This publication offers a sustained examination and new interpretations of one of the most famous sculptures of the nineteenth century, The Greek Slave created by Hiram Powers. The twin themes of the “transatlantic” and the “object” underpin this project’s approach. Moving the statue out of an insistently American frame, sixteen contributors consider The Greek Slave as a set of objects that crossed and recrossed the Atlantic. Displayed in many contexts and locations, the statue became both an icon of the shared Anglo-American culture of the nineteenth century and a symbol of the cultural and political divisions generated by America’s slave trade. The special issue examines The Greek Slave not as a single object, for which any reproduction acts as a surrogate, but as a series of distinctive objects, including the six full-size statues and the varied reproductions that take the form and name of the original sculpture.
Offered for free without subscription fees, the special issue takes full advantage of the interactive platform and presents an immersive and interactive study of The Greek Slave. It includes detailed technical analysis and imaging; an interactive map and timeline; the inclusion of music, in the form of recorded performances and their respective scores; and the presentation of extensive archival and printed primary resources.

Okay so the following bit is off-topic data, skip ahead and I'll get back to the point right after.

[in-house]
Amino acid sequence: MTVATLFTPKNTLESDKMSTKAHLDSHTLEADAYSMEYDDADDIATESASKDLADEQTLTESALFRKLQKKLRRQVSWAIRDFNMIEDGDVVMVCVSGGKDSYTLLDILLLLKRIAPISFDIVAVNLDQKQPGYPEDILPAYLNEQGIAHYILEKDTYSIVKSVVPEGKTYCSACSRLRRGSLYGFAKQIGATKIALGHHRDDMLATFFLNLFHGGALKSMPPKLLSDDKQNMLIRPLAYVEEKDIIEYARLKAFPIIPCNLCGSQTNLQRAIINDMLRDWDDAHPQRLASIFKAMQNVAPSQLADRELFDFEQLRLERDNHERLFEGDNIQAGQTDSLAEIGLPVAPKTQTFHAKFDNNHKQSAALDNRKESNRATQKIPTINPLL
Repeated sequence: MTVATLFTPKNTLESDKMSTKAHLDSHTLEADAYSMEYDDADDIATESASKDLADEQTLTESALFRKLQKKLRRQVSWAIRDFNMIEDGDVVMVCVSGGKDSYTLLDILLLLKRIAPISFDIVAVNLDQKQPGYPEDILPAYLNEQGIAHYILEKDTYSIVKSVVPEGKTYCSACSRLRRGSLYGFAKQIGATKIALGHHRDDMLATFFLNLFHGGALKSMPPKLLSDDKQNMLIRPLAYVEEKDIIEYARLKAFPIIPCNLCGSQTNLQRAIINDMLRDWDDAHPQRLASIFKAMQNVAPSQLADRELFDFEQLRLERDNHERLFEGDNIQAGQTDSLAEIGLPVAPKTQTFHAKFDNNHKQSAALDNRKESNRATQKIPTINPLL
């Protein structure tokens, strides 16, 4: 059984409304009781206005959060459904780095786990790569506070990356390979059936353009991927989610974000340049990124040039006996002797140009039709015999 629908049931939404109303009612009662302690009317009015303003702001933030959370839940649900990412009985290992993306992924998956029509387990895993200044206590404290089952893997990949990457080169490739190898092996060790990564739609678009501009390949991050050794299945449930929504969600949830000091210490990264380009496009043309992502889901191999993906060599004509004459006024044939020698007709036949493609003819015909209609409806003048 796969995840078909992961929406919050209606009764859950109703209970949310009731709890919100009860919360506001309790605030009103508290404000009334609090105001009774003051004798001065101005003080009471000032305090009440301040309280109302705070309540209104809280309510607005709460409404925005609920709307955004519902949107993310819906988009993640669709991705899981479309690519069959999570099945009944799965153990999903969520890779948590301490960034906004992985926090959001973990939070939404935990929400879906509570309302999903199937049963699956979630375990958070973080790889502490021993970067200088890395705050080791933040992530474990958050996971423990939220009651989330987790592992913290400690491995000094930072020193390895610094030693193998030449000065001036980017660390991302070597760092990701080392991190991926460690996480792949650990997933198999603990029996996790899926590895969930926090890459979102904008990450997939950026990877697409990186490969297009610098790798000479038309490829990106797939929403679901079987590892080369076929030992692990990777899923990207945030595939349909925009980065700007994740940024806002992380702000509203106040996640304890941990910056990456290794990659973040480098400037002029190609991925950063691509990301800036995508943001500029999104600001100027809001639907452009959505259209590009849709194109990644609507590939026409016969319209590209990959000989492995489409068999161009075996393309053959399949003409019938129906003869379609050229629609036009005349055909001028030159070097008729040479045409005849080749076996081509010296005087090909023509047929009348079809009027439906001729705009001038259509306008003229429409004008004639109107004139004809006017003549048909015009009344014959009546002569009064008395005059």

Martina Droth, Deputy Director of Research and Curator of Sculpture at the Center, and Michael Hatt, Professor of Art History at the University of Warwick, recently worked together on the Center’s major exhibition Sculpture Victorious: Art in an Age of Invention, 1837–1901, which was on display at the Center in fall 2014 and traveled to Tate Britain in spring 2015. The exhibition was accompanied by a colloquium on The Greek Slave sponsored by the Terra Foundation.
The special issue “The Greek Slave by Hiram Powers: A Transatlantic Object,” edited by Droth and Hatt, is a project co-sponsored by the Center and the Terra Foundation and has been published in the award-winning digital journal Nineteenth-Century Art Worldwide. Other contributors to the issue include Tim Barringer, Caitlin Beach, Helen A. Cooper, Lily Cox-Richard, Patrizia diBello, Martina Droth, Cybèle T. Gontar, Vivien Green Fryd, Michael Hatt, Tess Korobkin, Sarah Kraus, Karen Lemmey, Tanya Pohrt, Alex Potts, Joseph Roach, L. H. Shockey, and Lisa Volpe.